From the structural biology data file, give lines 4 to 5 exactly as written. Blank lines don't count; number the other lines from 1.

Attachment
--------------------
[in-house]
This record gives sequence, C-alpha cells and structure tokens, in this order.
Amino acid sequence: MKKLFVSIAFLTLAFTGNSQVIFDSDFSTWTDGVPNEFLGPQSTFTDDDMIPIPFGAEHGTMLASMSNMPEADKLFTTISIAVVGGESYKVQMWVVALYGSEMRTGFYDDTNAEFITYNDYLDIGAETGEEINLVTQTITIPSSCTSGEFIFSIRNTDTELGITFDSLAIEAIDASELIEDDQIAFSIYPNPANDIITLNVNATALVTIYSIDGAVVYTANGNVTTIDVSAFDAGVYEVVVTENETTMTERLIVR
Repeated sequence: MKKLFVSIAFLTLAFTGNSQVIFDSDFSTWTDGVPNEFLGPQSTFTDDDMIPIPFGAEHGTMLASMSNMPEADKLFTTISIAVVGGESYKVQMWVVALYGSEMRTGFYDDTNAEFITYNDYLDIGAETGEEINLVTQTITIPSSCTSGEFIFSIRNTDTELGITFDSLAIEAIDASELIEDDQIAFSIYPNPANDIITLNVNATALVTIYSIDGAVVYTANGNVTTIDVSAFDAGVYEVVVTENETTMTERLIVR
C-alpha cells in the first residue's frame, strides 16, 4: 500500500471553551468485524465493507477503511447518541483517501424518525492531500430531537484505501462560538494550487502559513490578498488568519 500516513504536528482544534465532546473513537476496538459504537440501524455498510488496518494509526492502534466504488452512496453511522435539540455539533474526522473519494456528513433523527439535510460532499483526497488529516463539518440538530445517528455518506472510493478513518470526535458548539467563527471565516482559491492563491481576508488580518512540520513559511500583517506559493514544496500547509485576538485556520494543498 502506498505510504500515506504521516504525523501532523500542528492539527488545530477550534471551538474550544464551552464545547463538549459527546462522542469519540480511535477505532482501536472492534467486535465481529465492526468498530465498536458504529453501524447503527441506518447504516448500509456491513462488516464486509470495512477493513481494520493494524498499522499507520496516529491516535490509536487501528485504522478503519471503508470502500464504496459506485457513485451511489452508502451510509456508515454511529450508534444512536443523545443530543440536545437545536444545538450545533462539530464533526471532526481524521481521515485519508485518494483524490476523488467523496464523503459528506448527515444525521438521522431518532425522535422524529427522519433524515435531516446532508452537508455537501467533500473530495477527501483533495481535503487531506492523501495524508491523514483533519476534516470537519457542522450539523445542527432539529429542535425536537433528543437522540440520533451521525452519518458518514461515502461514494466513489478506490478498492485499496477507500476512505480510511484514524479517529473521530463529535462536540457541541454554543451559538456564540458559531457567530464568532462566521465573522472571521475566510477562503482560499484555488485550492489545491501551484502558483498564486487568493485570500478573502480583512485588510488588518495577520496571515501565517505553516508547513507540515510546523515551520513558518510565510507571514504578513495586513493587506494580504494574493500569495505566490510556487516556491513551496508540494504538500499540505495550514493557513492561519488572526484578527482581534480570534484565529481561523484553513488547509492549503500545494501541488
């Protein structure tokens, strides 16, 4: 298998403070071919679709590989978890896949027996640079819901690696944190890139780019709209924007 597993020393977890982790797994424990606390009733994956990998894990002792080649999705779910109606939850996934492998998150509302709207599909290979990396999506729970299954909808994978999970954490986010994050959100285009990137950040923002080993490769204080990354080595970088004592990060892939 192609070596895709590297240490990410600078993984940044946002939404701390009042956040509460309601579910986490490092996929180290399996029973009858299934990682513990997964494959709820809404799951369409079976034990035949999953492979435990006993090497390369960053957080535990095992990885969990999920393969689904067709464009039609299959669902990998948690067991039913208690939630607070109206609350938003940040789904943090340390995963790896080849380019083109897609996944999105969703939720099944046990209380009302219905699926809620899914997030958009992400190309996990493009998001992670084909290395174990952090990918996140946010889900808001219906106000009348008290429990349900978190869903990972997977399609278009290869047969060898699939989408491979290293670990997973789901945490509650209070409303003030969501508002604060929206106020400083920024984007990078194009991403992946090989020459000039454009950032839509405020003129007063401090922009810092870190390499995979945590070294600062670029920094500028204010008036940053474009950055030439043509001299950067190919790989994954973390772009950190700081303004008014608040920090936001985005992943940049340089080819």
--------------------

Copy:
Repeated sequence: MKKLFVSIAFLTLAFTGNSQVIFDSDFSTWTDGVPNEFLGPQSTFTDDDMIPIPFGAEHGTMLASMSNMPEADKLFTTISIAVVGGESYKVQMWVVALYGSEMRTGFYDDTNAEFITYNDYLDIGAETGEEINLVTQTITIPSSCTSGEFIFSIRNTDTELGITFDSLAIEAIDASELIEDDQIAFSIYPNPANDIITLNVNATALVTIYSIDGAVVYTANGNVTTIDVSAFDAGVYEVVVTENETTMTERLIVR
C-alpha cells in the first residue's frame, strides 16, 4: 500500500471553551468485524465493507477503511447518541483517501424518525492531500430531537484505501462560538494550487502559513490578498488568519 500516513504536528482544534465532546473513537476496538459504537440501524455498510488496518494509526492502534466504488452512496453511522435539540455539533474526522473519494456528513433523527439535510460532499483526497488529516463539518440538530445517528455518506472510493478513518470526535458548539467563527471565516482559491492563491481576508488580518512540520513559511500583517506559493514544496500547509485576538485556520494543498 502506498505510504500515506504521516504525523501532523500542528492539527488545530477550534471551538474550544464551552464545547463538549459527546462522542469519540480511535477505532482501536472492534467486535465481529465492526468498530465498536458504529453501524447503527441506518447504516448500509456491513462488516464486509470495512477493513481494520493494524498499522499507520496516529491516535490509536487501528485504522478503519471503508470502500464504496459506485457513485451511489452508502451510509456508515454511529450508534444512536443523545443530543440536545437545536444545538450545533462539530464533526471532526481524521481521515485519508485518494483524490476523488467523496464523503459528506448527515444525521438521522431518532425522535422524529427522519433524515435531516446532508452537508455537501467533500473530495477527501483533495481535503487531506492523501495524508491523514483533519476534516470537519457542522450539523445542527432539529429542535425536537433528543437522540440520533451521525452519518458518514461515502461514494466513489478506490478498492485499496477507500476512505480510511484514524479517529473521530463529535462536540457541541454554543451559538456564540458559531457567530464568532462566521465573522472571521475566510477562503482560499484555488485550492489545491501551484502558483498564486487568493485570500478573502480583512485588510488588518495577520496571515501565517505553516508547513507540515510546523515551520513558518510565510507571514504578513495586513493587506494580504494574493500569495505566490510556487516556491513551496508540494504538500499540505495550514493557513492561519488572526484578527482581534480570534484565529481561523484553513488547509492549503500545494501541488